The New York Times has posted a lengthy and very interesting article by reporter Mark Mazzetti entitled “Rise of the Predators: A Secret Deal on Drones, Sealed in Blood,” which will appear on tomorrow’s front page. The piece is an excerpt from Mazzetti’s forthcoming book, The Way of the Knife: The C.I.A., a Secret Army, and a War at the Ends of the Earth. In the piece, Mazzetti argues that the U.S. secured access to Pakistani air space for drone attacks by agreeing to kill Pakistani Taliban leader Nek Muhammad in a 2004 CIA-conducted Predator strike:
A Pakistani military spokesman was quick to claim responsibility for the attack, saying that Pakistani forces had fired at the compound.
That was a lie.
Mr. Muhammad and his followers had been killed by the C.I.A. the first time it had deployed a Predator drone in Pakistan to carry out a “targeted killing.” The target was not a top operative of Al Qaeda, but a Pakistani ally of the Taliban who led a tribal rebellion and was marked by Pakistan as an enemy of the state. In a secret deal, the C.I.A. had agreed to kill him in exchange for access to airspace it had long sought so it could use drones to hunt down its own enemies.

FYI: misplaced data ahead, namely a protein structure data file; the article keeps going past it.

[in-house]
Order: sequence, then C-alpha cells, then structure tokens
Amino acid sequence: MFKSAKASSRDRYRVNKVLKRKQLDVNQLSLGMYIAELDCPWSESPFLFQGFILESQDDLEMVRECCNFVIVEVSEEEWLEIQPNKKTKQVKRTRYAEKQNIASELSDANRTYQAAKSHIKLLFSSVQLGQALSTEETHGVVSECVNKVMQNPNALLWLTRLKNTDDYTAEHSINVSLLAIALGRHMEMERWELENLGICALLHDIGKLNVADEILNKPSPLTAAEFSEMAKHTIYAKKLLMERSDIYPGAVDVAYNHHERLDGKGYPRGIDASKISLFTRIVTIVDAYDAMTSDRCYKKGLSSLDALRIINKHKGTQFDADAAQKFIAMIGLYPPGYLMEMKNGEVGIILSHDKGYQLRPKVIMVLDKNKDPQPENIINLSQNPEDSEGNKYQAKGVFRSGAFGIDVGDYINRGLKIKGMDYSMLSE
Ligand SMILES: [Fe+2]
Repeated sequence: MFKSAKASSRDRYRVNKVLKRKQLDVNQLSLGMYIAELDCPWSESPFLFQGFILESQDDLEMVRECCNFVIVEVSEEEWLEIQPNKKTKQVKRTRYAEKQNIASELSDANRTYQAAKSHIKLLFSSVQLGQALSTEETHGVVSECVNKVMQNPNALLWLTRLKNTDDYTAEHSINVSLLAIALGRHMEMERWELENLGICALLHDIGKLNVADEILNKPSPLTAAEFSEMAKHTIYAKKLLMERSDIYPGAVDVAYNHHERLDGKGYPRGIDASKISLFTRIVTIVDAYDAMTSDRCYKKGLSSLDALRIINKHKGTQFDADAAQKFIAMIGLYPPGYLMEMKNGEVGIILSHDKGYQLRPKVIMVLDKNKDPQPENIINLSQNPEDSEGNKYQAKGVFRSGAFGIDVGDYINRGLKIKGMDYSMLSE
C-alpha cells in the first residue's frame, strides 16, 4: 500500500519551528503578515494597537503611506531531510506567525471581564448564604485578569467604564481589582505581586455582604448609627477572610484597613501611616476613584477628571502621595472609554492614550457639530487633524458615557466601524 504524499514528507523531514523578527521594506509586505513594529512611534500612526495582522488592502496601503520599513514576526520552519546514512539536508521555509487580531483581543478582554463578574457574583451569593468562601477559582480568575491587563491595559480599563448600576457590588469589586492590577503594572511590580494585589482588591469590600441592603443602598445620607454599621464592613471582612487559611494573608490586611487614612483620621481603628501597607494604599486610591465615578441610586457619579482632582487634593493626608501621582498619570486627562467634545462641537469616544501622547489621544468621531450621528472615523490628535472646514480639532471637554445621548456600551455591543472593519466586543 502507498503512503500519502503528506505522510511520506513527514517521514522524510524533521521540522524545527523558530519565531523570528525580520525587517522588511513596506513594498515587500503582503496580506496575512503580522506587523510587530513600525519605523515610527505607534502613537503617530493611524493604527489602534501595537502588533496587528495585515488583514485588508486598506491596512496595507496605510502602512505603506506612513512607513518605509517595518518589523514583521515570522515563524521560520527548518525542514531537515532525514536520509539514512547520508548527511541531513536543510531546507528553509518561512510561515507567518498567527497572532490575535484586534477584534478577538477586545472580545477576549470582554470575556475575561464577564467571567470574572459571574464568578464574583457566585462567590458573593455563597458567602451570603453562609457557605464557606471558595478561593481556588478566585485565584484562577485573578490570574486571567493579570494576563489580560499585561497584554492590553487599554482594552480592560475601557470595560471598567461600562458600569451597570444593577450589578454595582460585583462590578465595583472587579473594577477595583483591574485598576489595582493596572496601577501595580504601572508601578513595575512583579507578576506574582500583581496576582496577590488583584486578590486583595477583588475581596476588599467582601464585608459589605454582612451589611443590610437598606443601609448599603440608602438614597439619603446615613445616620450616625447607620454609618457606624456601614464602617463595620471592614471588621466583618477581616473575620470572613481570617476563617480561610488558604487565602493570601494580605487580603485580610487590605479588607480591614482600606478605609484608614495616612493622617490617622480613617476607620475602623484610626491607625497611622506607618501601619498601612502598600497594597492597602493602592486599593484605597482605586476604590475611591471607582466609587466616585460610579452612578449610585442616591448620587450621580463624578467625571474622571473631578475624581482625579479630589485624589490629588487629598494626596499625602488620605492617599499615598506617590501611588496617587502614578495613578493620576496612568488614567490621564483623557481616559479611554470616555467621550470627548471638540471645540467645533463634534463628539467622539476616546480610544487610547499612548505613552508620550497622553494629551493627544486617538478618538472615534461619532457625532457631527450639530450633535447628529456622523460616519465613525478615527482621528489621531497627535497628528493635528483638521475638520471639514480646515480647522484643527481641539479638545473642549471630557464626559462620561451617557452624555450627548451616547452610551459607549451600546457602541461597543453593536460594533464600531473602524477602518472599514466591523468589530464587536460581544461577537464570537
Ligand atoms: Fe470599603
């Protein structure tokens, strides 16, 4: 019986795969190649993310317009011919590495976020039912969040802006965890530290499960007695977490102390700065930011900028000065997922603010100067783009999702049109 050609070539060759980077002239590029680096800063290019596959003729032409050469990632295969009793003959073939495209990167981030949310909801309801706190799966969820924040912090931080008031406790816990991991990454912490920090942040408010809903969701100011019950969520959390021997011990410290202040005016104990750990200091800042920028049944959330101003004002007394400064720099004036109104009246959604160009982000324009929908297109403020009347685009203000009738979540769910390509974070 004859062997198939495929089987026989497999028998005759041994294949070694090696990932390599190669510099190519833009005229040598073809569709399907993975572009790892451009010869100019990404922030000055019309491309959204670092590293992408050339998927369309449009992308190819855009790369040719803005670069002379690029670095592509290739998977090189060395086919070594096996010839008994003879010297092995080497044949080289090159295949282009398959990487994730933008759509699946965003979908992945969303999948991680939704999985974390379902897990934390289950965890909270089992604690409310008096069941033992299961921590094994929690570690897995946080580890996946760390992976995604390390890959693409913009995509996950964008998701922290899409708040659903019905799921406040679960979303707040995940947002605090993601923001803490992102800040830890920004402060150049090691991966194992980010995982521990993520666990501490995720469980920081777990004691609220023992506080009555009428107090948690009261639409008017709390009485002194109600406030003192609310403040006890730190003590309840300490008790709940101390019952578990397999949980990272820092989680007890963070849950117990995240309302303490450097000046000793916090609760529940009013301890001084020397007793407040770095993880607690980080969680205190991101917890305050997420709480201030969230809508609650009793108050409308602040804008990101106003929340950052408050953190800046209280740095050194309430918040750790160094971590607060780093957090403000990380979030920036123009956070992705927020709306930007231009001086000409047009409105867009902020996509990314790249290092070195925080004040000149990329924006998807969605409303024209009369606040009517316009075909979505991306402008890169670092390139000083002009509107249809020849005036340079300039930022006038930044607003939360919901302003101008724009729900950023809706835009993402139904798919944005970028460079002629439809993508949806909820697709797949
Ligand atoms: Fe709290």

Mazzetti argues that the incident “paved the way for the C.I.A. to change its focus from capturing terrorists to killing them, and helped transform an agency that began as a cold war espionage service into a paramilitary organization”:
Today, even some of the people who were present at the creation of the drone program think the agency should have long given up targeted killings.
Ross Newland, who was a senior official at the C.I.A.’s headquarters in Langley, Va., when the agency was given the authority to kill Qaeda operatives, says he thinks that the agency had grown too comfortable with remote-control killing, and that drones have turned the C.I.A. into the villain in countries like Pakistan, where it should be nurturing relationships in order to gather intelligence.
As he puts it, “This is just not an intelligence mission.”